Cover AMTD Digital CIOO Osman Faiz (Image: Matthias Chng)

The chief information and operating officer of AMTD Digital shares what it means when men become allies to empowering women in the workplace—and building an equitable world

Osman Faiz was just eight when he realised “how men and women were treated differently—and unfairly—especially in Asian culture”. He shares: “We were having dinner as a family, and as my mother cut the chicken and passed it out, she casually mentioned that she had never eaten a chicken leg growing up. The tastiest parts of the chicken were always given to her four brothers to enjoy and she received whatever meat was left.”

This revelation left an impression on the young Faiz and made him look out for the women around him. The chief information and operating officer of AMTD Digital, the Singapore-based fintech arm of Hong Kong-headquartered financial services conglomerate AMTD Group, was recently named a HERoes Top 35 Advocate Executive for the fourth consecutive year, as part of management consultancy Involve’s global 2021 HERoes Role Model Lists of leaders dedicated to creating more diverse and inclusive business environments.

“Championing gender equality and female empowerment is my lifelong mission, to make the society we live in a more just and equitable one. There is much work to be done in creating more supportive and inclusive workplaces, to empower so many talented, dedicated women to develop more confidence in themselves and step up to key leadership positions,” expounds the veteran banker.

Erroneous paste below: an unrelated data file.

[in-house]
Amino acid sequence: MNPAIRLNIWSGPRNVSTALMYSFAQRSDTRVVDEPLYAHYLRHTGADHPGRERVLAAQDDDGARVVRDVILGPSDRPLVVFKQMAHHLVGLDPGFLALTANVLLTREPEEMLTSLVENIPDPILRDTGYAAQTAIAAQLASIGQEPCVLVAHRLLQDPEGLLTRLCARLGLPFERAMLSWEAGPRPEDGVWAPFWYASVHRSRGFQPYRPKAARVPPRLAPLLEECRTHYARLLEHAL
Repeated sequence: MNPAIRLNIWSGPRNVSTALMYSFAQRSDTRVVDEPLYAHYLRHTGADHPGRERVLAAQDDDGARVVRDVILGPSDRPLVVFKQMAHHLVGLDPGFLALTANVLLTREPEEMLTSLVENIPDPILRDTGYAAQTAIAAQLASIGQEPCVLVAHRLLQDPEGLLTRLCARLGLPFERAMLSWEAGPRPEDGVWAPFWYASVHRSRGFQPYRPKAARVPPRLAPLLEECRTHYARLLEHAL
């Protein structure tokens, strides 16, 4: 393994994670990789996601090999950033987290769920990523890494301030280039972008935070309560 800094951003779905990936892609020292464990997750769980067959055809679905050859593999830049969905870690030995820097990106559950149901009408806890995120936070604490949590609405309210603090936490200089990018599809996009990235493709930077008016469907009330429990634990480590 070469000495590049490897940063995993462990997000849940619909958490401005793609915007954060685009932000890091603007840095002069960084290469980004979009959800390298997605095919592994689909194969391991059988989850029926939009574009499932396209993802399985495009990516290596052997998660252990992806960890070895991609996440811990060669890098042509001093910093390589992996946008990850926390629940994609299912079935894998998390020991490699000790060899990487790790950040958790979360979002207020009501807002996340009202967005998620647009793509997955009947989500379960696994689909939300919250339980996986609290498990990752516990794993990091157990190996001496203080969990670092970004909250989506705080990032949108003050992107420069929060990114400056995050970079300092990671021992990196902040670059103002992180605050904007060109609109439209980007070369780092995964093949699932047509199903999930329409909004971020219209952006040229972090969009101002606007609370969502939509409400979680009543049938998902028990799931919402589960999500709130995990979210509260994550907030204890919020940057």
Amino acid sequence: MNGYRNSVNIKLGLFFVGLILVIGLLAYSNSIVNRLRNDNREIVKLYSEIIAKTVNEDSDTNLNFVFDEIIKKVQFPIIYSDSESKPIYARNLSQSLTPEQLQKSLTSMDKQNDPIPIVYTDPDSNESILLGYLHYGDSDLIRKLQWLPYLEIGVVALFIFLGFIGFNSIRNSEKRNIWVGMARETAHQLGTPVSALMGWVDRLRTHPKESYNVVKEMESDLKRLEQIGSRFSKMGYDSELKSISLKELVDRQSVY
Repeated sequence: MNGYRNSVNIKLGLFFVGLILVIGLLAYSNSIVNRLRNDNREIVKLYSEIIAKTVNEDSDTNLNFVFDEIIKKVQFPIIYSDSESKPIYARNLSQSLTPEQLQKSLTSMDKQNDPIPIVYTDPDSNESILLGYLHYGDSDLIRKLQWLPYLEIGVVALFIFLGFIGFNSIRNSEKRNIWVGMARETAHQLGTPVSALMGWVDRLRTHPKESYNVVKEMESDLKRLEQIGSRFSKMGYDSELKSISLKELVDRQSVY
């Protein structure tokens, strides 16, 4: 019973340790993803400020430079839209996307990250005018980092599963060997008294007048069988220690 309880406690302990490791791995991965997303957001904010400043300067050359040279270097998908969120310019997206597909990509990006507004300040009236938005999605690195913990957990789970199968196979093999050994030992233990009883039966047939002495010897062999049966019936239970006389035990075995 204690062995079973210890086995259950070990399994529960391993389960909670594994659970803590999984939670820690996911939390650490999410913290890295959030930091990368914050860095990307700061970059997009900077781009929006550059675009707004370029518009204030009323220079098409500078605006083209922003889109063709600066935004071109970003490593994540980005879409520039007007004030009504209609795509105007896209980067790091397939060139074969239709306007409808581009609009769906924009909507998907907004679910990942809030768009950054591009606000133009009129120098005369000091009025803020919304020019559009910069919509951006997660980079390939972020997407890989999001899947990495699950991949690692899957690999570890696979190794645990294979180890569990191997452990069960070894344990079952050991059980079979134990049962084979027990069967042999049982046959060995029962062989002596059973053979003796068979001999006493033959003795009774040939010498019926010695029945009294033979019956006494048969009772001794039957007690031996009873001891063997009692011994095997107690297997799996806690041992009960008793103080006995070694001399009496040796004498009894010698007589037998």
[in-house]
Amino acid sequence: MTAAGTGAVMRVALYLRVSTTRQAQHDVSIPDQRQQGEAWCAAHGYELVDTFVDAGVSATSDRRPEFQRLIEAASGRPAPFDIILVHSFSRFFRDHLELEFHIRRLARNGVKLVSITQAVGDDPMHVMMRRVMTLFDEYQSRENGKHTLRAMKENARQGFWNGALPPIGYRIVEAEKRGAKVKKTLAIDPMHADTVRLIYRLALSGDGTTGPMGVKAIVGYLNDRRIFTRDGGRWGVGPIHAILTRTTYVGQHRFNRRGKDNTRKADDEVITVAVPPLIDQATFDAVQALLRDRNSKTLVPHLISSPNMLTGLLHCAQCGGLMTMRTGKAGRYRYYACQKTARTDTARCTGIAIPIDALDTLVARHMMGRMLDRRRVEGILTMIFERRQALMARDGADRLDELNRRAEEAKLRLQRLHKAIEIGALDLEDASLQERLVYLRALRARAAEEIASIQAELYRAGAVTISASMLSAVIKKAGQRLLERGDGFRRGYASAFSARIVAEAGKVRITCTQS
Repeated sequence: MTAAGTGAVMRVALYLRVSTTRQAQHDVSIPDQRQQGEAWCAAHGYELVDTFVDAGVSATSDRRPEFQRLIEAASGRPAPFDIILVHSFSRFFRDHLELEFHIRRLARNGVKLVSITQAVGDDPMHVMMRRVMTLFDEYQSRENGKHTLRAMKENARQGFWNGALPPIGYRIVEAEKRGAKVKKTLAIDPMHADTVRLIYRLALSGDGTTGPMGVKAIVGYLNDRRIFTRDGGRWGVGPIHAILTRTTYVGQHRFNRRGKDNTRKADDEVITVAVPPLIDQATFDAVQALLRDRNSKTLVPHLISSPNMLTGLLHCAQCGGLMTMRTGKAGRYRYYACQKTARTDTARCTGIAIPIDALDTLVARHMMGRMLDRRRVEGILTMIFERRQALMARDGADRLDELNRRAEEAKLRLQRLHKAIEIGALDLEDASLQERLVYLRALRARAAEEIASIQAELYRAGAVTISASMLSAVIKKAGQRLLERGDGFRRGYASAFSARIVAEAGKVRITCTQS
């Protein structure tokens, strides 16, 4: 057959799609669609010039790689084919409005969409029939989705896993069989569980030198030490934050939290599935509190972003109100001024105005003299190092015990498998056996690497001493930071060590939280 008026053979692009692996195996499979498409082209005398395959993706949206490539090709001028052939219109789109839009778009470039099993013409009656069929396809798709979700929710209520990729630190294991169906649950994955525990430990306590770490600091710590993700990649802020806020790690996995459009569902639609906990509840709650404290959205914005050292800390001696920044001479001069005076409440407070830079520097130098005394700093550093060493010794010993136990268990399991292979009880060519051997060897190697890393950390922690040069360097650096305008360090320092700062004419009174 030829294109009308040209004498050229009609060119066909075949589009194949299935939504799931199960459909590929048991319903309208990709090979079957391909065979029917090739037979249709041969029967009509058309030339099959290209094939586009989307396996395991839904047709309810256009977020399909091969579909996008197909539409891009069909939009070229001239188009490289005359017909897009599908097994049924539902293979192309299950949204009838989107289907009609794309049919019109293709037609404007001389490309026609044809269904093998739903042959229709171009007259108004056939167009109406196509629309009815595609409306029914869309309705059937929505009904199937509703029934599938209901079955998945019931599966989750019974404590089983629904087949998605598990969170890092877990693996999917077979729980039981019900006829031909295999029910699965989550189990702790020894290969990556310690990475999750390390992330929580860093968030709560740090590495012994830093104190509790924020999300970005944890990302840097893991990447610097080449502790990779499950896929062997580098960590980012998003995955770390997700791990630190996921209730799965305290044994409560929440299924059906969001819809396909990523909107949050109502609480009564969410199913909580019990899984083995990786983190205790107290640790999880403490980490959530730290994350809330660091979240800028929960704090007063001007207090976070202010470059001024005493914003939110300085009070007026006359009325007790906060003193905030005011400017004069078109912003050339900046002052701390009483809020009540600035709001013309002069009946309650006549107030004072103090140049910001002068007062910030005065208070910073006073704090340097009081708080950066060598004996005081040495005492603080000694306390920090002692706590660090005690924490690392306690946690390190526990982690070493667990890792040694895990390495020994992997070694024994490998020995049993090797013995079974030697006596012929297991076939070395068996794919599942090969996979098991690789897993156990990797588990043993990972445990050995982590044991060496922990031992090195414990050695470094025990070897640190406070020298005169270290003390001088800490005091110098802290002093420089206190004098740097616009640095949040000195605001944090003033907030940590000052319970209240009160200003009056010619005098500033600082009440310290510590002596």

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In his international banking career spanning more than 25 years, Faiz observes that “there is a ‘confidence gap’ between men and women in the workplace”. He explains: “Many studies show that men tend to overestimate their abilities and performance, while women tend to underestimate theirs. Several of my female mentees have shared with me that they feel they’re not good enough, or ready, for a more senior role. I don’t recall any of my male mentees saying so.”

Faiz, who was most recently the COO of Standard Chartered Bank Singapore, where he led the Diversity & Inclusion Council to create more inclusive business environments where men and women have equal chances to lead and succeed, adds that these observations “have made me realise the importance of mentoring women, investing in their career development to empower them with confidence, and encouraging them to be bold—be it taking on an expanded job scope, an overseas assignment or even a mid‑career switch. Sometimes, it just takes an encouraging nudge or a gentle ‘you have what it takes’ reminder for them to get going.”

Having made Singapore home since 2005, Faiz launched the HeForShe network, a UN initiative to advance gender equality, here in 2018 and a year later in his native Bangladesh, one of the first Muslim markets. He had good role models in his parents. His late mother, Syeda Razia Faiz, was the first female member of parliament in Bangladesh and subsequently, a full cabinet minister. “It was tough enough to be a Muslim woman in the 1960s, to be a good mother to three children and a wife in a patriarchal conservative Muslim society, [much less] to join politics. I’m so proud of how she had made a positive impact as a voice for women and people around her.”